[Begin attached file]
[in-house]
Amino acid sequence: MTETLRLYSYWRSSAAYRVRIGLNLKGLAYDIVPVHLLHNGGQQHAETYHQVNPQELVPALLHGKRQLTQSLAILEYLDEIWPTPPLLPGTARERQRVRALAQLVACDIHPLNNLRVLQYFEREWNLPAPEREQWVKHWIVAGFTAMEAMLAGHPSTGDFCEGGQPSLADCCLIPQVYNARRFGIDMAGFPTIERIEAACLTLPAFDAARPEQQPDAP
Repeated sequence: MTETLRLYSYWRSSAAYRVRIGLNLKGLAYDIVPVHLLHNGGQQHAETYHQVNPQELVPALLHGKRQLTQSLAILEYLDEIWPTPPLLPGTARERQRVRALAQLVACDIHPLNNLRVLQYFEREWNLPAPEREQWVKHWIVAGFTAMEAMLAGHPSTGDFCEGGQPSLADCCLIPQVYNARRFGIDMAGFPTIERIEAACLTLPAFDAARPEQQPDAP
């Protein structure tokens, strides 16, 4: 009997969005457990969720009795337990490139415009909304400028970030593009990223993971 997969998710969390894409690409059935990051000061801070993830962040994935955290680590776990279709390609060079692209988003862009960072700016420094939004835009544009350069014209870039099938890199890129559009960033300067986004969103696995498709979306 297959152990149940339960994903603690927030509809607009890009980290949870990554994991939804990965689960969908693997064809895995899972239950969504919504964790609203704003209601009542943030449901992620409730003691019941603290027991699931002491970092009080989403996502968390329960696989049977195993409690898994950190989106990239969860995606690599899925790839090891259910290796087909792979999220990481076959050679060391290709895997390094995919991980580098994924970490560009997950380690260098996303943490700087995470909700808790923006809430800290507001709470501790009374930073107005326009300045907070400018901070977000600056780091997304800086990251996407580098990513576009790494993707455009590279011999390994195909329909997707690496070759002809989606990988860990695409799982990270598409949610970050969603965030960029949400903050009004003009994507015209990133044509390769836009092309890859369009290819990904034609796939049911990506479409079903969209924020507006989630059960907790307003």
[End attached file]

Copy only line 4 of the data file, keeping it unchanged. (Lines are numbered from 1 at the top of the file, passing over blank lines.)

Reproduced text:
């Protein structure tokens, strides 16, 4: 009997969005457990969720009795337990490139415009909304400028970030593009990223993971 997969998710969390894409690409059935990051000061801070993830962040994935955290680590776990279709390609060079692209988003862009960072700016420094939004835009544009350069014209870039099938890199890129559009960033300067986004969103696995498709979306 297959152990149940339960994903603690927030509809607009890009980290949870990554994991939804990965689960969908693997064809895995899972239950969504919504964790609203704003209601009542943030449901992620409730003691019941603290027991699931002491970092009080989403996502968390329960696989049977195993409690898994950190989106990239969860995606690599899925790839090891259910290796087909792979999220990481076959050679060391290709895997390094995919991980580098994924970490560009997950380690260098996303943490700087995470909700808790923006809430800290507001709470501790009374930073107005326009300045907070400018901070977000600056780091997304800086990251996407580098990513576009790494993707455009590279011999390994195909329909997707690496070759002809989606990988860990695409799982990270598409949610970050969603965030960029949400903050009004003009994507015209990133044509390769836009092309890859369009290819990904034609796939049911990506479409079903969209924020507006989630059960907790307003």